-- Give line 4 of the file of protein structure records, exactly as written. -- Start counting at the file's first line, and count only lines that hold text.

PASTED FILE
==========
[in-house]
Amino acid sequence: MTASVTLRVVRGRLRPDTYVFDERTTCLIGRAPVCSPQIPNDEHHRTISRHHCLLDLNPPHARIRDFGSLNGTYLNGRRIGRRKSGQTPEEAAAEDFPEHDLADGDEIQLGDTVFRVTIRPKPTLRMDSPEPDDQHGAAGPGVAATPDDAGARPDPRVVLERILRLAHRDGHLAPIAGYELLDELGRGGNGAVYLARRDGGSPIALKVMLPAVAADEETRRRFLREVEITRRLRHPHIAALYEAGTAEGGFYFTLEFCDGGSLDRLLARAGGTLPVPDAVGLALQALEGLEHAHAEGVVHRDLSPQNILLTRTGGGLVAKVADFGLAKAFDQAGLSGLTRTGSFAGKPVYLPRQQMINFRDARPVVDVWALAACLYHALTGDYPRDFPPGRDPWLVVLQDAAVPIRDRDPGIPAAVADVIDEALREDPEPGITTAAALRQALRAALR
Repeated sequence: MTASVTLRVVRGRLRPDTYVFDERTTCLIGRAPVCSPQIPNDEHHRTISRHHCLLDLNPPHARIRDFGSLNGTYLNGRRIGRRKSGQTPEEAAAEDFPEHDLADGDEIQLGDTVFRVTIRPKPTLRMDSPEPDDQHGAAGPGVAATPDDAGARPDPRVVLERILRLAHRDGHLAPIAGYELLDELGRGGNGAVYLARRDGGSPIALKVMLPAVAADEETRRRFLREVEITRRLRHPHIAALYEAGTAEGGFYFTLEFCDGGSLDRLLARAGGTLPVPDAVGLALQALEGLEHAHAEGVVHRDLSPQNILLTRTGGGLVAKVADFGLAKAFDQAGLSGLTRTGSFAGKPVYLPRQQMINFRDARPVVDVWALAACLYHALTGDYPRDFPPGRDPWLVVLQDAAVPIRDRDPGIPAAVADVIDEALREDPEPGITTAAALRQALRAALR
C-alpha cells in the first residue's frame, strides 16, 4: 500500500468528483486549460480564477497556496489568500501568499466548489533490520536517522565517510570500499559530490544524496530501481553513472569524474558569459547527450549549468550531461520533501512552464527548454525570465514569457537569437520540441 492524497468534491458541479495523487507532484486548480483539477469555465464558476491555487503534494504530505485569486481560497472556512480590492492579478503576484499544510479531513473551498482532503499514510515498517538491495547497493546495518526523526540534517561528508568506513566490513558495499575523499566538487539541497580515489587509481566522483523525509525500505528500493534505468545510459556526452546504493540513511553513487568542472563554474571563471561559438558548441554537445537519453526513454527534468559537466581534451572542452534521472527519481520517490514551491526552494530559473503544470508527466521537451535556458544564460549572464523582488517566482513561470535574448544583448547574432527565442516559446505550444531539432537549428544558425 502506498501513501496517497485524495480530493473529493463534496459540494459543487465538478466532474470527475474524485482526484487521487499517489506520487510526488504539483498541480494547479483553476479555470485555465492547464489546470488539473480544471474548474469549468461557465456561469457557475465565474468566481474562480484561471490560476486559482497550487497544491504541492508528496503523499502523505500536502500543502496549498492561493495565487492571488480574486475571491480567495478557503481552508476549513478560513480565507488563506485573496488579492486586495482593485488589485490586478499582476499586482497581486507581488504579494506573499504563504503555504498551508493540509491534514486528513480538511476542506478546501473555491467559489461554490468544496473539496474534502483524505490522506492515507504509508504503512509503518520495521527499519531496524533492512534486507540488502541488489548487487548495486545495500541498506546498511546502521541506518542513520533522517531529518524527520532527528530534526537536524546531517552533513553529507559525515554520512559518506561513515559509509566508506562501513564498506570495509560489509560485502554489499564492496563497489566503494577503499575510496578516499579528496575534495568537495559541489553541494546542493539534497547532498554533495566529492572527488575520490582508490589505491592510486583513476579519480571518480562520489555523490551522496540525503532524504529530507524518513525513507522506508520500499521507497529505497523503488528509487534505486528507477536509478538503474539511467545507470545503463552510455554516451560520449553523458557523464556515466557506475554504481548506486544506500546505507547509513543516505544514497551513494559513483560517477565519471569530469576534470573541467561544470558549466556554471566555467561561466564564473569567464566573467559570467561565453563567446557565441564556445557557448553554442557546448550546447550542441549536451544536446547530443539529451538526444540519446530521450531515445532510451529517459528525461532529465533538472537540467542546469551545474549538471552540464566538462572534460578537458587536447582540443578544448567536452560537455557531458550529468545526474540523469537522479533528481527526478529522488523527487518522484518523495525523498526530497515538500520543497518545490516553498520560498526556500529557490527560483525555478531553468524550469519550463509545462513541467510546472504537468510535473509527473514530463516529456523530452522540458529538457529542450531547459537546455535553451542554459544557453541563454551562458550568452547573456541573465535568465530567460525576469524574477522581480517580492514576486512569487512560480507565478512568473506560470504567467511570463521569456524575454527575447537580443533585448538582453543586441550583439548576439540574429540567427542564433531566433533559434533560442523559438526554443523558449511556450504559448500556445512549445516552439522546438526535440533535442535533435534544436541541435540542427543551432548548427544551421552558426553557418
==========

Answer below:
C-alpha cells in the first residue's frame, strides 16, 4: 500500500468528483486549460480564477497556496489568500501568499466548489533490520536517522565517510570500499559530490544524496530501481553513472569524474558569459547527450549549468550531461520533501512552464527548454525570465514569457537569437520540441 492524497468534491458541479495523487507532484486548480483539477469555465464558476491555487503534494504530505485569486481560497472556512480590492492579478503576484499544510479531513473551498482532503499514510515498517538491495547497493546495518526523526540534517561528508568506513566490513558495499575523499566538487539541497580515489587509481566522483523525509525500505528500493534505468545510459556526452546504493540513511553513487568542472563554474571563471561559438558548441554537445537519453526513454527534468559537466581534451572542452534521472527519481520517490514551491526552494530559473503544470508527466521537451535556458544564460549572464523582488517566482513561470535574448544583448547574432527565442516559446505550444531539432537549428544558425 502506498501513501496517497485524495480530493473529493463534496459540494459543487465538478466532474470527475474524485482526484487521487499517489506520487510526488504539483498541480494547479483553476479555470485555465492547464489546470488539473480544471474548474469549468461557465456561469457557475465565474468566481474562480484561471490560476486559482497550487497544491504541492508528496503523499502523505500536502500543502496549498492561493495565487492571488480574486475571491480567495478557503481552508476549513478560513480565507488563506485573496488579492486586495482593485488589485490586478499582476499586482497581486507581488504579494506573499504563504503555504498551508493540509491534514486528513480538511476542506478546501473555491467559489461554490468544496473539496474534502483524505490522506492515507504509508504503512509503518520495521527499519531496524533492512534486507540488502541488489548487487548495486545495500541498506546498511546502521541506518542513520533522517531529518524527520532527528530534526537536524546531517552533513553529507559525515554520512559518506561513515559509509566508506562501513564498506570495509560489509560485502554489499564492496563497489566503494577503499575510496578516499579528496575534495568537495559541489553541494546542493539534497547532498554533495566529492572527488575520490582508490589505491592510486583513476579519480571518480562520489555523490551522496540525503532524504529530507524518513525513507522506508520500499521507497529505497523503488528509487534505486528507477536509478538503474539511467545507470545503463552510455554516451560520449553523458557523464556515466557506475554504481548506486544506500546505507547509513543516505544514497551513494559513483560517477565519471569530469576534470573541467561544470558549466556554471566555467561561466564564473569567464566573467559570467561565453563567446557565441564556445557557448553554442557546448550546447550542441549536451544536446547530443539529451538526444540519446530521450531515445532510451529517459528525461532529465533538472537540467542546469551545474549538471552540464566538462572534460578537458587536447582540443578544448567536452560537455557531458550529468545526474540523469537522479533528481527526478529522488523527487518522484518523495525523498526530497515538500520543497518545490516553498520560498526556500529557490527560483525555478531553468524550469519550463509545462513541467510546472504537468510535473509527473514530463516529456523530452522540458529538457529542450531547459537546455535553451542554459544557453541563454551562458550568452547573456541573465535568465530567460525576469524574477522581480517580492514576486512569487512560480507565478512568473506560470504567467511570463521569456524575454527575447537580443533585448538582453543586441550583439548576439540574429540567427542564433531566433533559434533560442523559438526554443523558449511556450504559448500556445512549445516552439522546438526535440533535442535533435534544436541541435540542427543551432548548427544551421552558426553557418